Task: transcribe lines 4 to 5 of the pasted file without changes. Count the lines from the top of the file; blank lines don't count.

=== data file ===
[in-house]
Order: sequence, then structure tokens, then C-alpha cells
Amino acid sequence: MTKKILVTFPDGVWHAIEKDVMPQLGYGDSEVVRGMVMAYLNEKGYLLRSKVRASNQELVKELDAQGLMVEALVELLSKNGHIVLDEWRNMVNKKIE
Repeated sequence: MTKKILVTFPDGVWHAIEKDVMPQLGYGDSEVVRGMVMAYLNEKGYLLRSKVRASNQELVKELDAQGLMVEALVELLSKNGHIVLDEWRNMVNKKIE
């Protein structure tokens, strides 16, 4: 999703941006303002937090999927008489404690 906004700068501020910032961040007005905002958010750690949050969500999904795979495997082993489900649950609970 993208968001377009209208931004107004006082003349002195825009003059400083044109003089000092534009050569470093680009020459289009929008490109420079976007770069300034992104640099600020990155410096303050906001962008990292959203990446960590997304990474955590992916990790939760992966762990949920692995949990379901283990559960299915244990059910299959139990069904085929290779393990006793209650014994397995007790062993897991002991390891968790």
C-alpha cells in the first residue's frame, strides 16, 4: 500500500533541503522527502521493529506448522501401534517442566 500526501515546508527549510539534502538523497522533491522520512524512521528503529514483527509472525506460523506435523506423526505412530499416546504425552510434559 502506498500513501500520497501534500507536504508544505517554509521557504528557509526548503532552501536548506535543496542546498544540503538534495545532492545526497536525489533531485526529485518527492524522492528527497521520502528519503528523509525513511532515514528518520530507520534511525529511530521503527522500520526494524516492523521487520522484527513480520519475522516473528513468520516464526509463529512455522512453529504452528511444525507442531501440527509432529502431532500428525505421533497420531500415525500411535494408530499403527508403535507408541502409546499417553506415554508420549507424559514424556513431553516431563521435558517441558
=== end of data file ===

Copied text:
Repeated sequence: MTKKILVTFPDGVWHAIEKDVMPQLGYGDSEVVRGMVMAYLNEKGYLLRSKVRASNQELVKELDAQGLMVEALVELLSKNGHIVLDEWRNMVNKKIE
């Protein structure tokens, strides 16, 4: 999703941006303002937090999927008489404690 906004700068501020910032961040007005905002958010750690949050969500999904795979495997082993489900649950609970 993208968001377009209208931004107004006082003349002195825009003059400083044109003089000092534009050569470093680009020459289009929008490109420079976007770069300034992104640099600020990155410096303050906001962008990292959203990446960590997304990474955590992916990790939760992966762990949920692995949990379901283990559960299915244990059910299959139990069904085929290779393990006793209650014994397995007790062993897991002991390891968790």